I couldn’t help but imagine an alternate universe where every episode was self-contained with a case-of-the-week format much like Murder, She Wrote or Columbo. Perhaps it’d lead to other Marvel comicbook characters given an interestingly grounded live-action interpretation, each one either acting as the episode’s antagonist or seeking out Jessica’s help with a problem, while Zebediah Killgrave (who I like to call “The Grapist”) is only mentioned in passing before making an appearance in a season finale. That would’ve actually kept my interest, as opposed to suffering through another attempt to make the lightning that is Game of Thrones’ format strike twice (seriously, stop it already).

The third season doesn’t change the formula — it’s more of the same.

Though the grounded approach is appreciated, a refreshing contrast to the empty bombast of many Marvel films, it’s almost come to the point where a lot of the material — even when based on superhero comics — is almost indistinguishable from a typical procedural crime drama (albeit with very little procedure involved). It’s not that I want Rachael Taylor to wear an outfit slavishly faithful to her comicbook counterpart (even the show acknowledges how impractical and silly it’d be) but, like, just call her “Hellcat” once. Anything that shows some kind of acknowledgment of its comicbook origins than disdainful of them.

Would you believe me if I told you that Gregory Sallinger and Erik Gelden are actually based on comicbook characters? I can’t blame you, if not — I certainly didn’t think they were until I looked it up. It’s almost as if they were entirely new (bland) characters and just had the names of some lesser-knowns from Marvel’s catalog stamped on them afterward. Again, if they were restricted to a single one-off episode, I’d of tolerated it, but they quickly wore out their welcome. Just like Zebediah Kilgrave and Alisa in previous seasons. None of them could really carry an entire season, by themselves, but were forced to due to this rigid adherence to a narrative structure that wasn’t befitting the protagonist or their world.

Though, to be fair, Agents of S.H.I.E.L.D. is comprised largely of characters originally conceived for film and television but has managed to keep my interest through both thick and thin. It’s the farthest thing from perfect — it took a while to get its legs and seasons can be bifurcated in terms of quality, with one half being better than the other — but the show is at least eventful. Even the other Marvel Netflix series like DaredevilLuke CageThe Punisher, and Iron Fist had more going on within a single season while having the same long-form storytelling format. More importantly, even if downplayed in presentation, none of them felt as begrudging as Jessica Jones does about its origins. It’s why they have a solid sense of identity than feeling like another anonymous entry in an overcrowded genre of tormented detective stories.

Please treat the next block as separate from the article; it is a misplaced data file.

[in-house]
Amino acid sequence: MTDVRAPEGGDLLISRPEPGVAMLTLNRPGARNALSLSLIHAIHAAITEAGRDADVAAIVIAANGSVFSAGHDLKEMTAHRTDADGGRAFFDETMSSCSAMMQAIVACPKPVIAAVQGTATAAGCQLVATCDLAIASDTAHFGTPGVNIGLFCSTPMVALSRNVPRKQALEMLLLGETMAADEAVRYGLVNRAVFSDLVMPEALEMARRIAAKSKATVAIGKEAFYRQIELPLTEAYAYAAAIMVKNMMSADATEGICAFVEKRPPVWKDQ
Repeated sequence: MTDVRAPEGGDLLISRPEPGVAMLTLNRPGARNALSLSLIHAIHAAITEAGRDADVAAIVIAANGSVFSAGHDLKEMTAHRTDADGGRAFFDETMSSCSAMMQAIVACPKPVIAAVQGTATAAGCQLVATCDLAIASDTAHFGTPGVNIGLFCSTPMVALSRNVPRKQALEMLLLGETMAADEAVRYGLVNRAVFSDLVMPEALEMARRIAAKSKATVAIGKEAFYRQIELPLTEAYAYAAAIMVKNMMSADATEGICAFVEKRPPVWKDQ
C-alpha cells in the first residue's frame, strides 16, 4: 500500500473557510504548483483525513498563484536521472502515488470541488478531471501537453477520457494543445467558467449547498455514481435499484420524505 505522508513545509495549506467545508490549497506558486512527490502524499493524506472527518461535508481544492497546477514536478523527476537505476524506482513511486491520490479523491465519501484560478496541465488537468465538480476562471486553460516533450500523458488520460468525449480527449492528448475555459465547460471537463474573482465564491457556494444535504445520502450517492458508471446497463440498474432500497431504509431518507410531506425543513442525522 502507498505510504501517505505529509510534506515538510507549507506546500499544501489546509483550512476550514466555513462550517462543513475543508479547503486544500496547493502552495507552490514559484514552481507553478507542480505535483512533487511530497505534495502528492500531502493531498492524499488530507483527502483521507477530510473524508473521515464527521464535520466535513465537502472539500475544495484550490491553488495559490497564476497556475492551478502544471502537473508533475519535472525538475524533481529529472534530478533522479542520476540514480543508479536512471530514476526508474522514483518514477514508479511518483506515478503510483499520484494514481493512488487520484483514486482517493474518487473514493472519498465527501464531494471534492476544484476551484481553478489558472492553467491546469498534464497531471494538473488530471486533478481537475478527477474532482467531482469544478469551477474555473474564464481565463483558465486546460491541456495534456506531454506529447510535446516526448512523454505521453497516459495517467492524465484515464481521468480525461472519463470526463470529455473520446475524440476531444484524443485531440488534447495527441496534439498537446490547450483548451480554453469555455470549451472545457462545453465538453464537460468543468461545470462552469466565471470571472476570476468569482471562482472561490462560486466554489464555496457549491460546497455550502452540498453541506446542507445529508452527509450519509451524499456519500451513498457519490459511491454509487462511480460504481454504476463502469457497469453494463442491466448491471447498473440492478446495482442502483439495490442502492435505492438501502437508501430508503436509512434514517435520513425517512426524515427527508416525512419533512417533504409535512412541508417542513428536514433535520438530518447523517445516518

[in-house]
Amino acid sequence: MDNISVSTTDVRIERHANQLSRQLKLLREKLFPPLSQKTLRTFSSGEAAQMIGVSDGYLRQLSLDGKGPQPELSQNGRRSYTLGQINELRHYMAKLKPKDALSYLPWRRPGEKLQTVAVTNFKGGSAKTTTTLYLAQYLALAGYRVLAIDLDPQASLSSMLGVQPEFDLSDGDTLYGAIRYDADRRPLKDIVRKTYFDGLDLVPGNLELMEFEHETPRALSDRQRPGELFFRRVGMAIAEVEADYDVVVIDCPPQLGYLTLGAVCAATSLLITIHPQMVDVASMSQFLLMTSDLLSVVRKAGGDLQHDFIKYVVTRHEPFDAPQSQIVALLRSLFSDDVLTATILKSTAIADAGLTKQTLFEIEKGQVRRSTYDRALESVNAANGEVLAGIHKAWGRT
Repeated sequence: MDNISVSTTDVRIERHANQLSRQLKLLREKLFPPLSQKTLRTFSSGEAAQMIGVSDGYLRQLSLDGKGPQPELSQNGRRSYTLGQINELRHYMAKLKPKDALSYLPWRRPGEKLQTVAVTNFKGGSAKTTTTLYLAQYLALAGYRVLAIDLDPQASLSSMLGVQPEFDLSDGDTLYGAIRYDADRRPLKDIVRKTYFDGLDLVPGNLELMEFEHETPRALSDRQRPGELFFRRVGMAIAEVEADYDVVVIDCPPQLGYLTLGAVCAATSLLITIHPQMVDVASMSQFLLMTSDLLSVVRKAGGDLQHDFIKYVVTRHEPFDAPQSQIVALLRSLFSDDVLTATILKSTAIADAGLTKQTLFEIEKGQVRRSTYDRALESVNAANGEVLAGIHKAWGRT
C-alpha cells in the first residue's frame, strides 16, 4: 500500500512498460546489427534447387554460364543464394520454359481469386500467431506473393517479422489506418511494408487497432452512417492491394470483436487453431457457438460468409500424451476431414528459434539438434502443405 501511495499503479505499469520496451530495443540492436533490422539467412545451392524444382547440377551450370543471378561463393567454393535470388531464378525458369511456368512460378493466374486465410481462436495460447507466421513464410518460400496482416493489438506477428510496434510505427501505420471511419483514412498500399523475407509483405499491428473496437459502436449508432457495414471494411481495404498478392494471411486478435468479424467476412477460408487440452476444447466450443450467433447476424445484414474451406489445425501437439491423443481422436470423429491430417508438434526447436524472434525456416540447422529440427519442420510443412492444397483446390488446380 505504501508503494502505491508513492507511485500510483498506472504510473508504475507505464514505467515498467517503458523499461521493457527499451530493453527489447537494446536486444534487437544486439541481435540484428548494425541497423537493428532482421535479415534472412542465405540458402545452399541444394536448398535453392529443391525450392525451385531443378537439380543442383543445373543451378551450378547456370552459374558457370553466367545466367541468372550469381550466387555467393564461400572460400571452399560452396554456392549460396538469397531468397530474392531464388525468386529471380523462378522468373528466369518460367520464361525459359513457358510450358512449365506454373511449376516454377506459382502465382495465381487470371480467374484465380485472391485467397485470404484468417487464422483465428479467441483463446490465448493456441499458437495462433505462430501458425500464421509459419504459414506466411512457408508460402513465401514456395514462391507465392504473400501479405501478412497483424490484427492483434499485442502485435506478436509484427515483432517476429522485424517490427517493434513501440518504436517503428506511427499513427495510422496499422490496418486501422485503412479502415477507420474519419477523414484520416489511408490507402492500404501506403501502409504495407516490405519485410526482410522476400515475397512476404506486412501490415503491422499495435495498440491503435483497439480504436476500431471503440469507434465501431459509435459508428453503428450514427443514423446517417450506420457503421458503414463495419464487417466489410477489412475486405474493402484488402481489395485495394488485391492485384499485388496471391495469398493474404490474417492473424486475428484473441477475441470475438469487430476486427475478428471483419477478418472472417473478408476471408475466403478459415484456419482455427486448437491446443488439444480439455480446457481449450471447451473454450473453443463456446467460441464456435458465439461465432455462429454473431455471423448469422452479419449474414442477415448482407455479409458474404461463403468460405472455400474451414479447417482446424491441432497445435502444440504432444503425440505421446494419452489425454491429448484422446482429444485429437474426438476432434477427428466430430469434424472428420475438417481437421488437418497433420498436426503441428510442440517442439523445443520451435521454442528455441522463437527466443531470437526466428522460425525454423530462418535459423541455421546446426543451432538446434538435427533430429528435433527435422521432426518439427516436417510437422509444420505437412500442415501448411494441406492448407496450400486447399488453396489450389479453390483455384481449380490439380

It’s baffling to me that the most interesting plotline running through the season wasn’t Patricia Walker becoming a vigilante, which the series had been building up since the beginning, but Carrie-Anne Moss as Jerri Hogarth trying to reclaim an old flame even if it means ruining her family. Despite being stricken with Lou Gehrig’s disease, which would motivate others to make amends for those they wronged, she acts as if written by Ayn Rand and the most selfish piece of shit imaginable. Her opportunism is practically nihilistic, as she cuts ties to Jessica to defend Salinger as a way to save her law firm from going under or blackmailing Patricia as hired muscle to force someone into a legal agreement.

There’s something intriguing about characters diagnosed with a terminal condition, like Walter White in Breaking Bad, to approach it with amoral abandon than introspective regret. Within our society, it’s often a faux pas to speak ill of someone who may have (say) cancer regardless of their actual behavior — seeing someone like Jerri Hogarth presented as undeserving of anyone’s love or friendship, regardless of how horrible the state of her health, is almost cathartic. That’s not to say that she “deserved” to have such an illness (no one does) but that, when she uses it as an excuse for her terrible behavior, others rightfully call her out on how it isn’t a valid reason to treat others like garbage or to be immune to the consequences of her unethical actions.